In an effort to relieve high energy costs for households in the U.K., the British government is capping household energy prices for the next two years.
The relief package is newly minted Prime Minister Liz Truss’s first major act in office. One of the largest peacetime bailouts in U.K. history, the bill is likely worth over $120 billion.
The bailout will go into effect in October when the government will cap household energy prices. Utilities companies will still get their payments as the government pays the difference between what households pay and what the companies charge.
With the new plan, household energy prices will be capped at just under $3,000, a rate that matches the average annual household energy expenses. The current cap is just under $2,000. Households will also be given a government stipend valued at a little over $400.
Businesses will have their energy prices capped for six months.
Why it’s news
The plan is an effort to reduce inflation as the U.K. continues to suffer under 10.1% inflation, the highest inflation of the Western countries. The Bank of England has a bleak outlook on continuing inflation, anticipating that it will reach 13% by the end of the year, The Wall Street Journal reports.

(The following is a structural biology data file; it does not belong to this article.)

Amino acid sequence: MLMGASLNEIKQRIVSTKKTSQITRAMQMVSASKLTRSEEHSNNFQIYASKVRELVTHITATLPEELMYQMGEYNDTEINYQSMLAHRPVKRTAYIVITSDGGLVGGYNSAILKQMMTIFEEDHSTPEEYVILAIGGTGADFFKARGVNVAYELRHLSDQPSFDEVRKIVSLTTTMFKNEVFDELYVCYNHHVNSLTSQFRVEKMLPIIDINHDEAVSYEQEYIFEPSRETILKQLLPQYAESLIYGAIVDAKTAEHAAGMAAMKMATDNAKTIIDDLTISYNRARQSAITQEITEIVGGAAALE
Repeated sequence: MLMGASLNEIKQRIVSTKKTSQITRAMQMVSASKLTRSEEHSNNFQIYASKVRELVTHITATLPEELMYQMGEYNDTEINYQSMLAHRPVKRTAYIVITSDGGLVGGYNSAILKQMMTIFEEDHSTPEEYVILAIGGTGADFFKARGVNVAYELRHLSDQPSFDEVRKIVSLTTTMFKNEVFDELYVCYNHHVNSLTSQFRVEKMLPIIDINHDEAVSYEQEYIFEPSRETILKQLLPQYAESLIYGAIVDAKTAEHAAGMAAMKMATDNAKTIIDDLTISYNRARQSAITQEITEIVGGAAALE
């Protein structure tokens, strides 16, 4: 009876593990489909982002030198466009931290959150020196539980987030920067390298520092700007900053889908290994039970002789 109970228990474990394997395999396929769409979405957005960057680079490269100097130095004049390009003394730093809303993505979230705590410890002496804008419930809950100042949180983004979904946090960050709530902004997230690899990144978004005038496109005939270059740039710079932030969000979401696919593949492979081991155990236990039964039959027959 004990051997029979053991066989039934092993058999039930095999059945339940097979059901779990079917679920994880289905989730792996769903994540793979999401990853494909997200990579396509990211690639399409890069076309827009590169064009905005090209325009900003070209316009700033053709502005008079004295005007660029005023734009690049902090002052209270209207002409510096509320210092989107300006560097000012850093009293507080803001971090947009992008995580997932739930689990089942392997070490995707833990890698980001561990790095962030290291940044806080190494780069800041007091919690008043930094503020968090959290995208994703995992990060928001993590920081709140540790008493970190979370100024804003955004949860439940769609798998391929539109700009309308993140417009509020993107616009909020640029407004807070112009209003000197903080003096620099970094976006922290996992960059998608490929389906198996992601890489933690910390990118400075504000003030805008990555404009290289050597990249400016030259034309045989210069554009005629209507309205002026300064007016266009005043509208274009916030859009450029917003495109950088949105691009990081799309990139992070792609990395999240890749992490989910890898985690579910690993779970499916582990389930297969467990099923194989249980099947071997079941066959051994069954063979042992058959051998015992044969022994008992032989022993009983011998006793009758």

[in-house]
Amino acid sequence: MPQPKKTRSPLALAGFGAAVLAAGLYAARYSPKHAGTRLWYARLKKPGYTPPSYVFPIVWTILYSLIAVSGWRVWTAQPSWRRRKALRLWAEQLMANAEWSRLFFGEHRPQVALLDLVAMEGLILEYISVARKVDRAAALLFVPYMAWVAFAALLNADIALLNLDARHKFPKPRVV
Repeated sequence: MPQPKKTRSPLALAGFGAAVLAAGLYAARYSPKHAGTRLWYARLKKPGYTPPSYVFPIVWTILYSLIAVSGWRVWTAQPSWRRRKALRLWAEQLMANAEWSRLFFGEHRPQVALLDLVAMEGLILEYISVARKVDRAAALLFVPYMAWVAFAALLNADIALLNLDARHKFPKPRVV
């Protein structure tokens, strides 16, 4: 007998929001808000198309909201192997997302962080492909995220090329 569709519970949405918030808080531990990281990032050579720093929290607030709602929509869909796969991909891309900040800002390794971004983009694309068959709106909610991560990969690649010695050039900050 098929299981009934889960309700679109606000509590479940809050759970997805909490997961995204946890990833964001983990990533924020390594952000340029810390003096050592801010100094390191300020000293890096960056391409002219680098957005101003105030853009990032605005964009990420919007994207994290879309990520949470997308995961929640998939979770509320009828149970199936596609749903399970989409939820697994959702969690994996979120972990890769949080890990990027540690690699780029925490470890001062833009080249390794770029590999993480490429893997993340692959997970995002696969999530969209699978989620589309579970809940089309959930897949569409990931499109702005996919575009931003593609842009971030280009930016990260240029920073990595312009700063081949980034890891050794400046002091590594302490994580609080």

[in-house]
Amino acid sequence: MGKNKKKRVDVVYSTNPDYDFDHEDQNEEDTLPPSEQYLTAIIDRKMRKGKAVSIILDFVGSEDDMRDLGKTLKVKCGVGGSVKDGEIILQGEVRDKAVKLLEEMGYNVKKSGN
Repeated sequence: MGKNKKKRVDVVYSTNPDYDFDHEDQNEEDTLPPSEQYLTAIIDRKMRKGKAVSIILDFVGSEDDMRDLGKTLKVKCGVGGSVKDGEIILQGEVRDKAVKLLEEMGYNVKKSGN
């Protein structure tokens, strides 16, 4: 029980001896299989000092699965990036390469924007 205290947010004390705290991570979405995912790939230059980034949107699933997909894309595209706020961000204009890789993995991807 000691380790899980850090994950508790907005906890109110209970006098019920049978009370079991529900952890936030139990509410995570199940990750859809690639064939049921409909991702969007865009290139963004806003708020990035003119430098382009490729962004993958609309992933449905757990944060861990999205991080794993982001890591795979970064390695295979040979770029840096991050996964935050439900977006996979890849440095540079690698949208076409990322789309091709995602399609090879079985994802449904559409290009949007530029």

Caps on energy prices are nothing new in Britain, but with energy bills predicted to increase by 80%, many residents are begging for government relief.
In addition to sky-high inflation, the U.K. has been facing the possibility of an energy crisis, partly due to Russian restriction of oil.
Though Britain only imports about 4% of its oil from Russia, the country still relies heavily on imports from other countries. Around 40% of the U.K.’s energy comes from natural gas, according to The Wall Street Journal.
U.K. citizens are struggling under the pressure of increased energy prices, but the new package will pile on to the government’s current debt. The British government’s debts amounted to an equivalent of 95.5% of the country’s economic output, as of July.
In an effort to alleviate the energy strain, the U.K. government is now allowing fracking in the North Sea, a practice previously banned. Ideally, allowing fracking will bring down inflation by as much as five percentage points, according to The Wall Street Journal.
What’s not being said
The bailout is a massive undertaking, and not every British official is excited about it. During the announcement, Prime Minister Liz Truss did not provide as many details as some would have hoped, including the total cost of the bill.
Institute for Fiscal Studies director Paul Johnson says, “Given the scale of the package, the failure to provide any official sense of a costing was extraordinary, and deeply disappointing.”
Berenberg economist Salomon Fiedler says, “The measures may be politically astute for a new prime minister, but in economic terms, the government could have used less money more wisely.”